LEG. ALDEN:
Well, the numbers are what I said six months ago or a year ago, that it's going to go to 30 dollars,
but I -- in the interest of fairness, things that were in the pipeline and had received conceptual or
actual approval and you had asked me to do that. Those were exempted from the increase in fee.
So if we're going to eventually I think go with what the -- and I didn't ask for this study, I think
Legislator Horsley asked for it, but it bore out what I was saying all along, that, number one, the
cost would be about $30 per gallon per day, and number two, if somebody goes out there and builds
one, there's probably a bottom line of about $50 per gallon per day. So taking all those things into
consideration --

P.O. LINDSAY:
Legislator Alden, don't get defensive. I'm just --

LEG. ALDEN:
No, I'm not defensive, I'm just --

P.O. LINDSAY:
I'm just asking if --

LEG. ALDEN:
Just giving the information.

P.O. LINDSAY:
I knew we were waiting for some -- a body of work to come back to establish the number, and


                                                                                                        75
whatever.

LEG. ALDEN:
Right, and they did it.

P.O. LINDSAY:
I didn't see that.

LEG. ALDEN:
Okay.

P.O. LINDSAY:
And that's the only thing that I'm asking you. And the number is based on what they came back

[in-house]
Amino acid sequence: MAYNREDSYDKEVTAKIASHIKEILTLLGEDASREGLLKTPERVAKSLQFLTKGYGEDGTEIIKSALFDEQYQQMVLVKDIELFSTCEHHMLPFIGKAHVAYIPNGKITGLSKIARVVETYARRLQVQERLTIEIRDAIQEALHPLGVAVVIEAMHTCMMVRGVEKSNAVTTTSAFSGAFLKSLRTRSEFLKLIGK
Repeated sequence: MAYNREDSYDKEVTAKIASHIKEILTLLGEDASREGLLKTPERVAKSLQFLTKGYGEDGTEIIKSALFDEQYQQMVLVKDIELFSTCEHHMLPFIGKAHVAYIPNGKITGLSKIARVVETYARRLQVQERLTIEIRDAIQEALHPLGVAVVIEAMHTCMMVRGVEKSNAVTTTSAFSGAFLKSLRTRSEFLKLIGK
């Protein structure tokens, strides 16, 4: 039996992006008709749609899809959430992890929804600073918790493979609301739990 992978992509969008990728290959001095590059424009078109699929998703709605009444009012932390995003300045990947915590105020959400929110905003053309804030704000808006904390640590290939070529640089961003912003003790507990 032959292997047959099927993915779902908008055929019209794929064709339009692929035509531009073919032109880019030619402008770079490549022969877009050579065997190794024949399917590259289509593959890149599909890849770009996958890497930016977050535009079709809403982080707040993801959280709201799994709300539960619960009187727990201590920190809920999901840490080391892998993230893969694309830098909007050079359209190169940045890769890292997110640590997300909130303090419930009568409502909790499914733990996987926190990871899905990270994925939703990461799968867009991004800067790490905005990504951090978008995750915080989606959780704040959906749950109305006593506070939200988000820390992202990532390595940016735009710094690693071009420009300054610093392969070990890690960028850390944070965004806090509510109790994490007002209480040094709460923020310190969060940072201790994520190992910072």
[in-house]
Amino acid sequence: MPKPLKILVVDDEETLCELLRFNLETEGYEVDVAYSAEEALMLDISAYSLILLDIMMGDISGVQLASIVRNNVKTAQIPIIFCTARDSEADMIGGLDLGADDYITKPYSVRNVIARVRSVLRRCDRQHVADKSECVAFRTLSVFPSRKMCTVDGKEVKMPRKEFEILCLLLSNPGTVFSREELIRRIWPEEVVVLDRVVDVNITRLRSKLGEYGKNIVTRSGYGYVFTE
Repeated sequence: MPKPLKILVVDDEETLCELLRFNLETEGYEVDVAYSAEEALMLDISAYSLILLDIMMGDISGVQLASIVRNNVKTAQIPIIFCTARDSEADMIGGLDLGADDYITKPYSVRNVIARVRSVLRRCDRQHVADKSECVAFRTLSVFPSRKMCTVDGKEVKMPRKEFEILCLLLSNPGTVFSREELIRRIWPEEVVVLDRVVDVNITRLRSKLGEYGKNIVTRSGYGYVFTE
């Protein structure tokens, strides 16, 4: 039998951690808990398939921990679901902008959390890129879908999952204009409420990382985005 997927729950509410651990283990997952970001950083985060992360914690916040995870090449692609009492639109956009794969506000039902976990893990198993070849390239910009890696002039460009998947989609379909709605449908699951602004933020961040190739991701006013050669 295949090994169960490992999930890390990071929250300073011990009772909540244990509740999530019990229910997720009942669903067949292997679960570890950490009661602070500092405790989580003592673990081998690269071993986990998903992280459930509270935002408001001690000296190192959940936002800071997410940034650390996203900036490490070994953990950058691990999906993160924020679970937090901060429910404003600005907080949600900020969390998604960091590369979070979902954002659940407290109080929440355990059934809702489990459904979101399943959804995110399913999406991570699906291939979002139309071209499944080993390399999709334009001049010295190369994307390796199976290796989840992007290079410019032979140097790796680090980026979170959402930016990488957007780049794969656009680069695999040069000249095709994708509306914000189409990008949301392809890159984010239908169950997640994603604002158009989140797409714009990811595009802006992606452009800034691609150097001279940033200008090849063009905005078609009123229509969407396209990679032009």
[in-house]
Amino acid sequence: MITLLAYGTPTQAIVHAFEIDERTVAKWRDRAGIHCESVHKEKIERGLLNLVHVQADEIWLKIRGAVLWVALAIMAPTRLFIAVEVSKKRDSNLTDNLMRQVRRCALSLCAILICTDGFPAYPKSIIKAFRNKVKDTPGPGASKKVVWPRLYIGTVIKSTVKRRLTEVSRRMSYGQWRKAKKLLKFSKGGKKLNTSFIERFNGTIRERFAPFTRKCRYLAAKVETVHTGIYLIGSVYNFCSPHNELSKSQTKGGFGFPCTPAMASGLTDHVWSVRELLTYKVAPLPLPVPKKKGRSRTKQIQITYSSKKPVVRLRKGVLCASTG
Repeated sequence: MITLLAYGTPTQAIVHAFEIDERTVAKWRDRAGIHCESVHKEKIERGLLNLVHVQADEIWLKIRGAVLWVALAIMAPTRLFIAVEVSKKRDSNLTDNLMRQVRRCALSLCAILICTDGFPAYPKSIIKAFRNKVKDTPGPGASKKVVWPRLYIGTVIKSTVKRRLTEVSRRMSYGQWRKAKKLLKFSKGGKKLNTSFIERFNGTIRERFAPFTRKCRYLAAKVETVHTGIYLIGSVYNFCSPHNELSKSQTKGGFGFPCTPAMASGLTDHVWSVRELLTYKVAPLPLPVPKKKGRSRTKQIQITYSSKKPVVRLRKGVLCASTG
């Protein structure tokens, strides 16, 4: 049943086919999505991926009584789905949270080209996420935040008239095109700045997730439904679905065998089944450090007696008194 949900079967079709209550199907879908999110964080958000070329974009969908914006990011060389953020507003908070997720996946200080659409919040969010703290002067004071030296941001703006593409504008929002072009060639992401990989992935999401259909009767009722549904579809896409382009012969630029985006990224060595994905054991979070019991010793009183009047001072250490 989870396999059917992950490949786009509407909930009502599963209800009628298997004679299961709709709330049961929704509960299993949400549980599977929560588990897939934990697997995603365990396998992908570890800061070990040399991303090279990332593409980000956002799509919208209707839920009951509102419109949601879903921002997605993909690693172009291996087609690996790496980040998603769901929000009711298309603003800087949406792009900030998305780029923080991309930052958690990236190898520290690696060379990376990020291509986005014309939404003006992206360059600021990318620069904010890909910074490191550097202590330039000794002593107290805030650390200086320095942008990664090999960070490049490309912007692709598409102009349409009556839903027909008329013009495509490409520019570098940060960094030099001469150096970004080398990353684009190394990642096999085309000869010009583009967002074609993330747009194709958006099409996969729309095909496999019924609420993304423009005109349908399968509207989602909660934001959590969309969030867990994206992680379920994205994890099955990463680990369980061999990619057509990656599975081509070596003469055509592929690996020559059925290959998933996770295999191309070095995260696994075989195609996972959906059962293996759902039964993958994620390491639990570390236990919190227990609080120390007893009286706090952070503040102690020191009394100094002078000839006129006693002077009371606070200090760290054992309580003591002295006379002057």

with, is that --

LEG. ALDEN:
They actually said that it was probably about $29.82, and I had said it should be about 30. But they
did say that that was the actual, but they agreed with the $30 per gallon per day, the consultants,
and so did Mr. Wright and others from the Department of Public Works.

P.O. LINDSAY:
Okay.

LEG. ALDEN:
But I did what you asked me to do. I --

P.O. LINDSAY:
I don't -- you know, I'm getting old. I don't remember me asking.

LEG. ALDEN:
Well, you asked me about grandfathering, and you said it would be fair to grandfather in.

P.O. LINDSAY:
I probably did, but I don't remember.


MR. WISHOD:
Legislator Alden, I think your amendments are very, very positive, but I think they were -- it was
amended within the last couple of days. I was not aware of it, and I don't know if the other